LG pursues balanced growth initiative in Poland
By Kim Yoo-chul
WROCLAW, Poland — While the debate continues in the Korean government concerning the well-being of small- and medium-sized enterprises (SMEs), LG is planning to further accelerate its years-long initiatives for balanced growth with Korean SMEs in Poland.
“LG Chairman Koo Bon-moo has always emphasized the importance of cooperation and mutual growth between LG and South Korean SMEs that have been supplying key parts here since 2006, ”said Seong Jun-myeon, president of LG Electronics Wroclaw, in a recent interview.
“Koo asked us to increase the partnership between LG and parts-suppliers upon his recent visit in May, this year. He also requested enhanced risk-management, more cost-cuts, improved product quality and increased productivity.”
Continued healthy partnerships with eight Korean suppliers with LG’s technology support and financial help at the LG Cluster in Poland’s fourth-biggest city since 2006 has helped LG and the SMEs save on tariffs, logistics, boost on-time product delivery systems and strengthen inventory control, said the LG executive.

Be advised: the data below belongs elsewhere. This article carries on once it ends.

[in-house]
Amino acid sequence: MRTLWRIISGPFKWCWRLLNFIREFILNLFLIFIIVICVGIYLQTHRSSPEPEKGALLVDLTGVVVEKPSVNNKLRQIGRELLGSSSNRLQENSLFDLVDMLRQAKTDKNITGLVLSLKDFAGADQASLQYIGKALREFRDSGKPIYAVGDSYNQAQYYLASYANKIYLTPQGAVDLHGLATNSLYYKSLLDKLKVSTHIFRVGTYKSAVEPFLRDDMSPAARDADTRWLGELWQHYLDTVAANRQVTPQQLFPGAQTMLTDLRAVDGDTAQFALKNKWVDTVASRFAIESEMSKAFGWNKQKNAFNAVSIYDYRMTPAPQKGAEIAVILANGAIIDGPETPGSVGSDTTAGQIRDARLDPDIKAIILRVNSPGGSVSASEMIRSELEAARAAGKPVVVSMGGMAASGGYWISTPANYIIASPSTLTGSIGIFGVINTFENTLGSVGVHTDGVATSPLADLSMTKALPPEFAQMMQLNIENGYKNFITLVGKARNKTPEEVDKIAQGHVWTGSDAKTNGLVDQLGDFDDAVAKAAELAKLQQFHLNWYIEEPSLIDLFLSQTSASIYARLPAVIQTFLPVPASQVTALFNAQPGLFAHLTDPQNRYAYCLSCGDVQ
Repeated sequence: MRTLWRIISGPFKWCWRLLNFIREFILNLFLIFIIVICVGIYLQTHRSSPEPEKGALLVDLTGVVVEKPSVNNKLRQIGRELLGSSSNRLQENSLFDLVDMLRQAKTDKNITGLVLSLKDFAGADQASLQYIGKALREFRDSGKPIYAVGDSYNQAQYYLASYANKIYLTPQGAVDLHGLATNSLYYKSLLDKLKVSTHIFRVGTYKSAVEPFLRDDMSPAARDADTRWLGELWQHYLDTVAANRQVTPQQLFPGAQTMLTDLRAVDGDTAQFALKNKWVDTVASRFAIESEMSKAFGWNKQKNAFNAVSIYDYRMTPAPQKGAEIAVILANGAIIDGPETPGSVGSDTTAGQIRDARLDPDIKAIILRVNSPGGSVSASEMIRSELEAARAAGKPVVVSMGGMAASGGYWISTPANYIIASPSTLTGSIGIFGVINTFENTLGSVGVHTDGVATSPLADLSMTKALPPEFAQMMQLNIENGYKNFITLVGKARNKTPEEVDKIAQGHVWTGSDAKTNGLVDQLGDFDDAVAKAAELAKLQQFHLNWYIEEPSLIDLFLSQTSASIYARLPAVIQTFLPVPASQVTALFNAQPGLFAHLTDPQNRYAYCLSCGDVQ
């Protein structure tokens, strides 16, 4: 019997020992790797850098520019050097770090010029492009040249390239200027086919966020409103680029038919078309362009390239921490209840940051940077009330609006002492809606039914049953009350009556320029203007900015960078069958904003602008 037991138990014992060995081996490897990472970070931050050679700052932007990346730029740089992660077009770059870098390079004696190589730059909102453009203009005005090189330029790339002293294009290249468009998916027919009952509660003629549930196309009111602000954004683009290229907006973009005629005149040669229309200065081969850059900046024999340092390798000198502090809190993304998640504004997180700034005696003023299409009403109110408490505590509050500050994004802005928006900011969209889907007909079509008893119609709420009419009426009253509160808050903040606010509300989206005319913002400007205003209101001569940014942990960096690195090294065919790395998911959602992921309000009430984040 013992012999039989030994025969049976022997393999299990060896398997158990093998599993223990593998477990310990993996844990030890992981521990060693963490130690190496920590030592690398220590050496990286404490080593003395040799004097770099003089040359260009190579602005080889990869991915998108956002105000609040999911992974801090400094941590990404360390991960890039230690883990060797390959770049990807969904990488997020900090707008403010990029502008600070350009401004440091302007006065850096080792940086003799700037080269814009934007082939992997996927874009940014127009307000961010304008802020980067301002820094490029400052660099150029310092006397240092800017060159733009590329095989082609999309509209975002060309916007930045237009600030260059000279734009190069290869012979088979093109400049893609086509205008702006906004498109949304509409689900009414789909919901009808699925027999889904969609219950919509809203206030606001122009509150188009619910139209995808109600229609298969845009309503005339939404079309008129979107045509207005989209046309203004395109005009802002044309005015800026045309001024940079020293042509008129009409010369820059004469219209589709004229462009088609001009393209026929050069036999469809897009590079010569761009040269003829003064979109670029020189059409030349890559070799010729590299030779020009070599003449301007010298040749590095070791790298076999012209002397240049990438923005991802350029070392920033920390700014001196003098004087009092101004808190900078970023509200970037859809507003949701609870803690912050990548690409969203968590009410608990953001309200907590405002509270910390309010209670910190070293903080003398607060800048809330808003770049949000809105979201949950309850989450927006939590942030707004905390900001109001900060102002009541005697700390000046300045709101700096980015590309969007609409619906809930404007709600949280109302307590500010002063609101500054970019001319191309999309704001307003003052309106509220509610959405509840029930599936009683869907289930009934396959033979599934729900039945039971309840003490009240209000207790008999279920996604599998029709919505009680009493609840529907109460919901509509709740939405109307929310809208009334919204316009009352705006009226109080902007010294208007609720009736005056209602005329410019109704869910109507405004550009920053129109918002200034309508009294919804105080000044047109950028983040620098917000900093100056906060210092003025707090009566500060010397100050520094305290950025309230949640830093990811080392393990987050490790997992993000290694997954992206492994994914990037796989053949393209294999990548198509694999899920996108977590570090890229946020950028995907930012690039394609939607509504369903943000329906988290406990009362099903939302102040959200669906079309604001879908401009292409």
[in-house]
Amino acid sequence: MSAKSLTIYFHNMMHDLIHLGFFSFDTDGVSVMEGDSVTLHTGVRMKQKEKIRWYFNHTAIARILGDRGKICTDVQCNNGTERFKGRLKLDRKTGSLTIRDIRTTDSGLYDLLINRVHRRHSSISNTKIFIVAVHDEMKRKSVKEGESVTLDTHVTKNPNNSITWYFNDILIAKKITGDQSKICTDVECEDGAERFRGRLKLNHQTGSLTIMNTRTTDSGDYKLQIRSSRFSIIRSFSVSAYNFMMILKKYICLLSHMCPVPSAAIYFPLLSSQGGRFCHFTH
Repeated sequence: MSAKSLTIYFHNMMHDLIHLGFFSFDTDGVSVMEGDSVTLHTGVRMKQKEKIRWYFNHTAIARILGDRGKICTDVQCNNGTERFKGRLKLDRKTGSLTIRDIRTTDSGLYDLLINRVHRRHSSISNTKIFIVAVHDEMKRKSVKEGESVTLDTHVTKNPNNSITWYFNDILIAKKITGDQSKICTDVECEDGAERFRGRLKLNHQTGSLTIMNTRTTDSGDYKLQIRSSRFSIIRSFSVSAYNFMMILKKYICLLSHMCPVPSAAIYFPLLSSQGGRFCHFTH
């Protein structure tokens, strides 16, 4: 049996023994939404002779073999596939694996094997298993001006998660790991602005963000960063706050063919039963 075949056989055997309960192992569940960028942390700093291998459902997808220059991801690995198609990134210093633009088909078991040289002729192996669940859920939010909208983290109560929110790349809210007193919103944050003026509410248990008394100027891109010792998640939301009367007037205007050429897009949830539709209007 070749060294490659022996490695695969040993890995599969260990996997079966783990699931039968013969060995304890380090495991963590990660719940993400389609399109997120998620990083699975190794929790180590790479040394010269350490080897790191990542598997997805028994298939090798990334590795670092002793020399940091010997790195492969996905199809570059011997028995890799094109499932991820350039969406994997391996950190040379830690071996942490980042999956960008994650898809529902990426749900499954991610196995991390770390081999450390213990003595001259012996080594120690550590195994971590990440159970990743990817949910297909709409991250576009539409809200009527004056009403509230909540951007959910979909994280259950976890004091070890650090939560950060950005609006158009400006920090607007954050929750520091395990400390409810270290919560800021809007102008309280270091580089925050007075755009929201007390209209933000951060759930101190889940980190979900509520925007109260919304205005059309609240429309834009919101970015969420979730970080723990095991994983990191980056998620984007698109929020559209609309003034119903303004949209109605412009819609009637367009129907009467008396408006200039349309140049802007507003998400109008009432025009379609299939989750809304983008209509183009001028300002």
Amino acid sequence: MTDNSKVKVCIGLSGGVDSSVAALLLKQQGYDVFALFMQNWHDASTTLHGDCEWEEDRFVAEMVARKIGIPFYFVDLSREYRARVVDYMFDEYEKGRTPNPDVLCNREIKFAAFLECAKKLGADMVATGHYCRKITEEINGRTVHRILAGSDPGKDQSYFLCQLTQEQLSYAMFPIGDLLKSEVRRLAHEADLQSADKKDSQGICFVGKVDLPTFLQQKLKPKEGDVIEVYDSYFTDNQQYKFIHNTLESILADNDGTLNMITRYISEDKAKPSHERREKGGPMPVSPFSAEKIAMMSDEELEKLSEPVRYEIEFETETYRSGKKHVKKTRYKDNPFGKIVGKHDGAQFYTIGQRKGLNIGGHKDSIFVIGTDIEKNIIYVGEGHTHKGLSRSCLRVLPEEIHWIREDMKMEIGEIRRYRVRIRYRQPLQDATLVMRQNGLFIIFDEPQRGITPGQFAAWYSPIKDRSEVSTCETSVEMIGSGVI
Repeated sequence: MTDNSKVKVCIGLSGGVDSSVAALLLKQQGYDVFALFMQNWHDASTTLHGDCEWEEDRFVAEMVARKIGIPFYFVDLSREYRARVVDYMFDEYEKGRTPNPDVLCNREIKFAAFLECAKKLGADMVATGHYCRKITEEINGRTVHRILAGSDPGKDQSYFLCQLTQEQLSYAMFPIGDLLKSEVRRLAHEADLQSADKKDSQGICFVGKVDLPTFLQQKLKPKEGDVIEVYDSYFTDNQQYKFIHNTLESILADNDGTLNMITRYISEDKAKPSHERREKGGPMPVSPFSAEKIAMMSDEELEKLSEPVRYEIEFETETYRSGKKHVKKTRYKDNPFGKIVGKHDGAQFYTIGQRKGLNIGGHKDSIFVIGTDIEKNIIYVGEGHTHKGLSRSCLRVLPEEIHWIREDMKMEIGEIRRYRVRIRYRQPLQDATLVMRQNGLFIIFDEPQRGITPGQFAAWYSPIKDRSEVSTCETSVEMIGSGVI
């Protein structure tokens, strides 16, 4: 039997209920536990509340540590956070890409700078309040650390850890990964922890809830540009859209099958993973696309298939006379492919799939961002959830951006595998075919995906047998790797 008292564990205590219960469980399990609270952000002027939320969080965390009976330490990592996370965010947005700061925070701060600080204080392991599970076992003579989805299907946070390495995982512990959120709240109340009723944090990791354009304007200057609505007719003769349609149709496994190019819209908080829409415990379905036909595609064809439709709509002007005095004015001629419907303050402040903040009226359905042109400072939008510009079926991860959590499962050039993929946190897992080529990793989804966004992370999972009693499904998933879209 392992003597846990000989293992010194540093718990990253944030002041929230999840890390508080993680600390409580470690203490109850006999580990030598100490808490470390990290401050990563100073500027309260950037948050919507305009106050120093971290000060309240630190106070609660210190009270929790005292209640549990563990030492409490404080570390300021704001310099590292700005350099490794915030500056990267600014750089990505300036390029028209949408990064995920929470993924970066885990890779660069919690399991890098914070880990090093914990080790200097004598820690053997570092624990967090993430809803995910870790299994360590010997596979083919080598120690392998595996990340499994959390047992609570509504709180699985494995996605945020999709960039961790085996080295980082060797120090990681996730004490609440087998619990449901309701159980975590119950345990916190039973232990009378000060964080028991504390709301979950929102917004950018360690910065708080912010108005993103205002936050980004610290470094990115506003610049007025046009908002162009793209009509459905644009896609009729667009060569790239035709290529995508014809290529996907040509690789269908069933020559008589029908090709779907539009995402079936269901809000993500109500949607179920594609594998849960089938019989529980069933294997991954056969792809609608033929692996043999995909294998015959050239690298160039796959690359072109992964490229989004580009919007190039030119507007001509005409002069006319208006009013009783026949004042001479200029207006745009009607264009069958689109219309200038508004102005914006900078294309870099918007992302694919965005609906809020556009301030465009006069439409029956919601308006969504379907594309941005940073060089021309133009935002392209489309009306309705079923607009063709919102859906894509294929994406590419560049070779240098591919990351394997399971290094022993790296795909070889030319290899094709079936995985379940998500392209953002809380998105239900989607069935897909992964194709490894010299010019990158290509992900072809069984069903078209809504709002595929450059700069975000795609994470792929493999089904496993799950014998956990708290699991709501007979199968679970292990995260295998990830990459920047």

“One other noticeable thing is that some 20 LG suppliers, including eight Korean partners, have been supplying 75 percent of components used in LG televisions and home appliances, resulting in LG guaranteeing on-time product delivery to European customers,” said Seong.
LG plans to receive $66 million by 2016 as a means of financial support package from Poland, an amount Seong claims is “sizable” and a trustable gesture by Poland for LG’s contribution to help regional economies.
Since October 2006, LG has been producing flat-screen TVs from the cluster, some 350 kilometers southwest of the capital Warsaw. LG is also manufacturing refrigerators and washers.
The complex is home to LG Group’s four key affiliates of LG Display, LG Innotek, LG Chem and LG Electronics.
Some 13,000 workers including 2,000 LG Electronics officials work in Wroclaw and LG Electronics produced 3.2 million LCD TVs last year from seven TV-making lines there, making up some 11 percent of the 23.5 million sets LG produced in 2010, according to Seong.